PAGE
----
Discussion and Implications Lack of information from health care professionals, was identified as being amenable to nursing intervention. Nursing diagnosis, outcomes, and interventions are proposed using NANDA-NIC-NOC.


Presence and Performance - Key Issues of Nursing Ethics

Dr. Michel GMJ Jansen
University of Professional Education Utrecht
The Netherlands

What is, from an ethical point of view, the connection between the standard of professional nursing conduct and patients’ needs for care? This question reveals the key problem of my thesis. Current ethics are unable to solve this problem adequately because they are not focused enough on the unique character of the nursing practice. From a philosophical point of view nursing is a complex professional practice. Nursing ethics has to clarify the moral implications of that view.

Professional nursing care can be characterised by three coherent dimensions, revealing three areas of tension. The three dimensions and the corresponding areas of tension can be represent in a model as a triple layered cube, containing the three levels of professional practice. This triple layered cube expresses the ontological dimension. Upon this ontological dimension, so to speak, act two different dimensions: an epistemical and an ethical dimension. The epistemical dimension concerns the tension between two rationalities, a scientific-functional and an existential rationality. The ethical dimension concerns the tension between two diverging ethical orientations: a universalistic duty-centered ethics and a situational virtue-centered ethics. These elements in the various dimensions require forms of integration and synthesis. That is the main target of Nursing Ethics. On one hand current healthcare ethics is oriented on duty and justice, on the other hand on virtue and care. This present study seeks to find a form of synthesis between these two orientations or to express it more accurate: seeks to find a synthesis between the various way of thinking.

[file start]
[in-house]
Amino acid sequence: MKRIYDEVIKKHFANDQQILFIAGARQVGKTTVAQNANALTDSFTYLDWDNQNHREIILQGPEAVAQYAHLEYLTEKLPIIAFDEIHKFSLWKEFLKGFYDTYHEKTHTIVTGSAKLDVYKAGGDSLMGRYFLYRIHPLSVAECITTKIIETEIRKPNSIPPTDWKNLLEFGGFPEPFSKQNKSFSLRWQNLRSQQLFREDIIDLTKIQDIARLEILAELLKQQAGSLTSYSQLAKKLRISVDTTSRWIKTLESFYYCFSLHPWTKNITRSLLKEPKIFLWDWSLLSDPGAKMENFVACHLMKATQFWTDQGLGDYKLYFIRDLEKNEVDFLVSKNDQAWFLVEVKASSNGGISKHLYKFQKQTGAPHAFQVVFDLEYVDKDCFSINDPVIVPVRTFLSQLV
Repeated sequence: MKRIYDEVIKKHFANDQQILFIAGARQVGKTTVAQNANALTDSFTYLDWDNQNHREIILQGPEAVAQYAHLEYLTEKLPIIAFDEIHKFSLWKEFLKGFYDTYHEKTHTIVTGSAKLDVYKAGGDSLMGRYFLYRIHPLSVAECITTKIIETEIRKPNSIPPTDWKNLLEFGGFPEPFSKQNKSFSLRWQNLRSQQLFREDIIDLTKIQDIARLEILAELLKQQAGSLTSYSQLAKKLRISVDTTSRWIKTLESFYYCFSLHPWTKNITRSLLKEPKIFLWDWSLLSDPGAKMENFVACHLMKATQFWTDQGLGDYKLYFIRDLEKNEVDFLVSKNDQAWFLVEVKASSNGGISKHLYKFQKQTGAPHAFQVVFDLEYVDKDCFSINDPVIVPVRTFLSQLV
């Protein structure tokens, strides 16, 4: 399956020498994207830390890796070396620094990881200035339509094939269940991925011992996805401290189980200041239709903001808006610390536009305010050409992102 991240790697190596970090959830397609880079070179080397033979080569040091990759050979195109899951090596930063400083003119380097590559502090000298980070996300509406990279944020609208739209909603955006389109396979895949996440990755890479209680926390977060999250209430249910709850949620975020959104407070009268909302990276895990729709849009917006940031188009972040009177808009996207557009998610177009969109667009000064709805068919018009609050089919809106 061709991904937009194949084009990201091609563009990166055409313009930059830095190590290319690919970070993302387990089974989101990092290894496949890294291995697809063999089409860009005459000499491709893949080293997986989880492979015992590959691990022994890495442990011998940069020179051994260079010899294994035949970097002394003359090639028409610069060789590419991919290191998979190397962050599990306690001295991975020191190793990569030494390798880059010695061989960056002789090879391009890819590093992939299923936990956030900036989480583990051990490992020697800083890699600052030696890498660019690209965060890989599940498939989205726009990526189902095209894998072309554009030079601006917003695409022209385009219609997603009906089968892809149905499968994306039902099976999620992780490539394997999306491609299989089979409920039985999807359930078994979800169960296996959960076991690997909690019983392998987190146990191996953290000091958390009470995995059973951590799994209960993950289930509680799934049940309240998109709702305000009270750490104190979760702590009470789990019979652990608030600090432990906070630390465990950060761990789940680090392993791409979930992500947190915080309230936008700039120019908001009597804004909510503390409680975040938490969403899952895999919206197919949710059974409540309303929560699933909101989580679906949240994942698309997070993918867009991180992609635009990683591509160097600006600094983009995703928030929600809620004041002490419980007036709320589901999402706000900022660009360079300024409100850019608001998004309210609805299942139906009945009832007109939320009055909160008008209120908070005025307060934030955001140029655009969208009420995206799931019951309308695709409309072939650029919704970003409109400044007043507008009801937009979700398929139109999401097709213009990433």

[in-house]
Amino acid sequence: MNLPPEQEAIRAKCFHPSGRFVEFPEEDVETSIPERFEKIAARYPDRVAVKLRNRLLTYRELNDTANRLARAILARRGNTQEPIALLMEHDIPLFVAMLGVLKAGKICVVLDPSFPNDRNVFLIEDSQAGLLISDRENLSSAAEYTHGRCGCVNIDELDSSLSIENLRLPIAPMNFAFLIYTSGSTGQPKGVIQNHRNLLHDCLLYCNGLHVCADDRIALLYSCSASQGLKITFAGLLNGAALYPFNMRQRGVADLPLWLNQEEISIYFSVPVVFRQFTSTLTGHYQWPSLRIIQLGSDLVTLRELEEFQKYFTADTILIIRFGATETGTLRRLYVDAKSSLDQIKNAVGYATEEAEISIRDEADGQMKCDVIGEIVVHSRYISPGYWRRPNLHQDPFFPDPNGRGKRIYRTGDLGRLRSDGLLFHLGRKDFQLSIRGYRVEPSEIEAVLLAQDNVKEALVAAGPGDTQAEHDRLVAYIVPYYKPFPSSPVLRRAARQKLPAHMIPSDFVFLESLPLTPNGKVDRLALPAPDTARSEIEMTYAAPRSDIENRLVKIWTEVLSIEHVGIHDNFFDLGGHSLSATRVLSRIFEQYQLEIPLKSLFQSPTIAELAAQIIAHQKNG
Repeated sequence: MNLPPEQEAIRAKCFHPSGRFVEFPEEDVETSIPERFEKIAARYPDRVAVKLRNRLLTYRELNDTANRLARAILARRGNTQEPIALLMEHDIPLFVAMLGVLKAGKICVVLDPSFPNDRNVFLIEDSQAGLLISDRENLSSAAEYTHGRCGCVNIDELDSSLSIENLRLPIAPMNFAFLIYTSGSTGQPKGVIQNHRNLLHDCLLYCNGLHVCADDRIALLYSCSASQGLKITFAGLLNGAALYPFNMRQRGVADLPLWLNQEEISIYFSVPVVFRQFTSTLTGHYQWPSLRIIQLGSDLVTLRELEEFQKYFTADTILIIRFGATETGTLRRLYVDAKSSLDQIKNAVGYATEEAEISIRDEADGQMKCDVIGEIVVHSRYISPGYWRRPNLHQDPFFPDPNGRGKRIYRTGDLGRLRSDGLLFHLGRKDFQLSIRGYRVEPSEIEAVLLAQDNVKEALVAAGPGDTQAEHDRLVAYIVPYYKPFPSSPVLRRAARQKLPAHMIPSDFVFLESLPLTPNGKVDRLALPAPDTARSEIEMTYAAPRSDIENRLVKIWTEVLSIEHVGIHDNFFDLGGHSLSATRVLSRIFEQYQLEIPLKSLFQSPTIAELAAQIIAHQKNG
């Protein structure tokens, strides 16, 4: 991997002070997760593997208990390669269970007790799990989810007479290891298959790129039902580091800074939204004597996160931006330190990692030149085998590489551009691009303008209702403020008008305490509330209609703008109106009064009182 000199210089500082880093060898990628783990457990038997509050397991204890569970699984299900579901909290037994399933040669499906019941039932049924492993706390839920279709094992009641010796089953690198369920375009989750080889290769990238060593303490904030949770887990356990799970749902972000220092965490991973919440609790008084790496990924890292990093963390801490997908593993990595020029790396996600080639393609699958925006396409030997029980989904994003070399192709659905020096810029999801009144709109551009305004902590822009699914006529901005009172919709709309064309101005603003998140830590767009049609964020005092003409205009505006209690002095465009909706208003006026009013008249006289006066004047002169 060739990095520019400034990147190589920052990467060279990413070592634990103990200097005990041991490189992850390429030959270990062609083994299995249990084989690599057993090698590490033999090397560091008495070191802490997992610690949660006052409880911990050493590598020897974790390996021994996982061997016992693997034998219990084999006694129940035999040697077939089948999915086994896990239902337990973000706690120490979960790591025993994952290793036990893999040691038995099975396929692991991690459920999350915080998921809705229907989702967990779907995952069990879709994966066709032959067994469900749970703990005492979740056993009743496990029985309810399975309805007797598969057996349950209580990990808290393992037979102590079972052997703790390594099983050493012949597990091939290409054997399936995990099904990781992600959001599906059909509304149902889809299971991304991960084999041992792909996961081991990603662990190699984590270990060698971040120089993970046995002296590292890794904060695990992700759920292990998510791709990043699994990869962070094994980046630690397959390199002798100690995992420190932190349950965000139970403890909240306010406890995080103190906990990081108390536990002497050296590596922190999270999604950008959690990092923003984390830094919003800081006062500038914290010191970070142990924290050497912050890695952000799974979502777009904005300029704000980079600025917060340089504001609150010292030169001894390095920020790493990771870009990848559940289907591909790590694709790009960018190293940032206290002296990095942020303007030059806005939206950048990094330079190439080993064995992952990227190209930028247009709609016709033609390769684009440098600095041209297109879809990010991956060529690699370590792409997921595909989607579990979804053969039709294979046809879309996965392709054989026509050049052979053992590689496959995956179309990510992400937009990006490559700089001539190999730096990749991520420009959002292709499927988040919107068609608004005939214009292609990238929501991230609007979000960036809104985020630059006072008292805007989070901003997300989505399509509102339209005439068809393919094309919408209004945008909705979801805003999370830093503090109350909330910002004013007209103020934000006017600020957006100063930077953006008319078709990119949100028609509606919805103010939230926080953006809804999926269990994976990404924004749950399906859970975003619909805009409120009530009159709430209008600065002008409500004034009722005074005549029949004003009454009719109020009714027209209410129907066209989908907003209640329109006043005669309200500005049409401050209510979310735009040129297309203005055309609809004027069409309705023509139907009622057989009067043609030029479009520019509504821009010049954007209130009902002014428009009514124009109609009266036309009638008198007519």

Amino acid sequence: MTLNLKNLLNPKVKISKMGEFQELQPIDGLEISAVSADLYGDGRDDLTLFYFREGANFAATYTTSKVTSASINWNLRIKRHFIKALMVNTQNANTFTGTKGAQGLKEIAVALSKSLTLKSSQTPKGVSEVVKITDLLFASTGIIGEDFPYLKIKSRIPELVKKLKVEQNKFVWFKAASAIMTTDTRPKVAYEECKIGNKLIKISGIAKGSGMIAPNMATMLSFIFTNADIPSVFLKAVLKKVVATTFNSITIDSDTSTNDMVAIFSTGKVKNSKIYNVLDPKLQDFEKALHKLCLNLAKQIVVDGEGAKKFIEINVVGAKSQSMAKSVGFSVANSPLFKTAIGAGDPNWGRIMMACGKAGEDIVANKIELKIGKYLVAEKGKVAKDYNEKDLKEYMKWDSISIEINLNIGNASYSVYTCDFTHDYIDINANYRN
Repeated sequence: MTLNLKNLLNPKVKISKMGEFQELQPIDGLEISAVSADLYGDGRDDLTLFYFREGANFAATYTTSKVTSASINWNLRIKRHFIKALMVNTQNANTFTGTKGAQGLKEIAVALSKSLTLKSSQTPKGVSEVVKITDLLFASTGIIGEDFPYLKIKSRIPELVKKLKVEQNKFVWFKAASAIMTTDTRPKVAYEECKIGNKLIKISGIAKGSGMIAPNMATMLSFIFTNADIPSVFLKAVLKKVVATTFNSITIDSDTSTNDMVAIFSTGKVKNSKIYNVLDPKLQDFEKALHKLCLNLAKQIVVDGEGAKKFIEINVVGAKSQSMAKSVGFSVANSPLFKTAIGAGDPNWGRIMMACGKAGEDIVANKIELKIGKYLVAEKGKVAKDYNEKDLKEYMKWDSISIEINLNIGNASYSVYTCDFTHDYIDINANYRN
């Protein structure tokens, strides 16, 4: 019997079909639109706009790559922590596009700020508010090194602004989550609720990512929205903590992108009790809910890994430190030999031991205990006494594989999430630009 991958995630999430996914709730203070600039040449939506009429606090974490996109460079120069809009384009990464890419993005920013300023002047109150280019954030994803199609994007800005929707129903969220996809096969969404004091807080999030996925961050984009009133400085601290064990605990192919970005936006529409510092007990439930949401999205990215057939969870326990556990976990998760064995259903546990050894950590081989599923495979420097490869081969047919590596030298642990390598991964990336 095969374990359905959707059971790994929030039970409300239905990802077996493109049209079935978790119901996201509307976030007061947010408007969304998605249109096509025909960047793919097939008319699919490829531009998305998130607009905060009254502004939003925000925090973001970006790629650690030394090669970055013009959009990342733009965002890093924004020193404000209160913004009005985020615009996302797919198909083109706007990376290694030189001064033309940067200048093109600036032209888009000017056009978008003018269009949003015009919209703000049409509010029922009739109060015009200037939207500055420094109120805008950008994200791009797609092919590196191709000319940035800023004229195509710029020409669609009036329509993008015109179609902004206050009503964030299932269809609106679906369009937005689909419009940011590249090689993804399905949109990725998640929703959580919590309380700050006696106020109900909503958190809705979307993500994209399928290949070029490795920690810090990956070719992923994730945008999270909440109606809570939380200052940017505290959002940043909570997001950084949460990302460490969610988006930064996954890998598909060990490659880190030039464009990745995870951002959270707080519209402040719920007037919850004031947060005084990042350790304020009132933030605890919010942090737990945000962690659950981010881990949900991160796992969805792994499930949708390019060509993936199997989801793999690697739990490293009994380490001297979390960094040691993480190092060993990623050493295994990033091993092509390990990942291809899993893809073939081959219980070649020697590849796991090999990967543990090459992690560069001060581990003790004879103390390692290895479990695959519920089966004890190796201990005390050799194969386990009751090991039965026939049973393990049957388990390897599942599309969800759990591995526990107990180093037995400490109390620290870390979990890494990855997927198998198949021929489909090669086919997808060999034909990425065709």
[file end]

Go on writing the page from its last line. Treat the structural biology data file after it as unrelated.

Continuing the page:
The main question emerging from this perception is: how can recent studies on identity and moral liability by the French philosopher Paul Ricoeur, synthesising the various elements of the three layered model, support the development of Nursing Ethics?

The concepts ‘presentie’ (presence) and ‘prestatie’ (performance) express the essence of my argument, not on their own but in cohesion with each other. Presence in the shape of solicitude (that is the term used by Ricoeur), obtains a threefold meaning: presence of oneself to oneself, presence of oneself to a known other, presence of oneself to the unknown other with whom one constitutes society. ‘Prestatie’/performance refers to capacity and courage to act adequately. ‘Prestatie’, going back to his original Latin denotation in the Latin verb praestare, refers also to the moral concepts confidence, dedication and fidelity. Praestare means to excel and to vouch for someone. So a ‘prestatie’ is the best possible act which by effectiveness and efficiency is also confidence-building. ‘Presentie’ and ‘prestatie’ go with each other because nursing is focused on presence in performance and performance with presence.